There's gratification, vindication, relief. His induction was inevitable for so long—Bill James had identified him as the best player not in the Hall of Fame going back to at least the mid-90s—that it's a triumph to have the day finally upon us.
Yet that's just the thing: He did belong in the Hall, and had belonged there for a long time. So there's anger that Santo didn't live to see the day.
I'm not going to go into the case for Santo's induction. I've done that before, and now the case once and for all has been made.
Yet I am going to hold a grudge against the baseball writers who ignored Santo's greatness in the 60s and instead judged him by the premature end to his career in the mid-70s (thanks largely to diabetes). And I am going to hold a grudge against the Hall of Fame players who for years refused to dilute their own greatness by voting in a single extra member of the Hall—until it got so egregious they had the process taken away from them.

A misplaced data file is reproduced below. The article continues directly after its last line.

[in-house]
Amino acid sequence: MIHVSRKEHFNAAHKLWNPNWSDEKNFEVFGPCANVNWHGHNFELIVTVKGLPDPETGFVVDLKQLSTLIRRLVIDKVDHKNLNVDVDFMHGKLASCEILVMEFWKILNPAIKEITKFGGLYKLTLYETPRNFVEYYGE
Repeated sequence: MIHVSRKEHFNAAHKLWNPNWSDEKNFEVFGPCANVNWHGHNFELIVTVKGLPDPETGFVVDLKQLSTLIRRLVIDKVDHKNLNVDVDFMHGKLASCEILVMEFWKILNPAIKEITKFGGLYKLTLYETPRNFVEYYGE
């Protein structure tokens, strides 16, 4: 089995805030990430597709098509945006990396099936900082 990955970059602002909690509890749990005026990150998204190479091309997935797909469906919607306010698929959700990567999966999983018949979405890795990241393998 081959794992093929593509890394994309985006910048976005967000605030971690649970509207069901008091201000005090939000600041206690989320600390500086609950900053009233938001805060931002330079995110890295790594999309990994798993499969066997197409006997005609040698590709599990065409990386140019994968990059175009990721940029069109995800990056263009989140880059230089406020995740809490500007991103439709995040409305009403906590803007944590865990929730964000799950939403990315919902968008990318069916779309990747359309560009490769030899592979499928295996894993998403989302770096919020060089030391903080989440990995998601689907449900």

Right now, in fact, anger is the prevailing emotion for me, anger that Santo isn't here to get his rightful due—much as he knew he deserved it when he was alive. But I'll try to overcome that to catch the induction ceremony midday today on MLB TV (both WGN Channel 9 and Comcast SportsNet Chicago have game obligations, although Channel 9 will turn over the second half of its evening news to the induction at 9:30).
Maybe that will ease the anger. Because when Santo is inducted at last, a great wrong will have finally been corrected.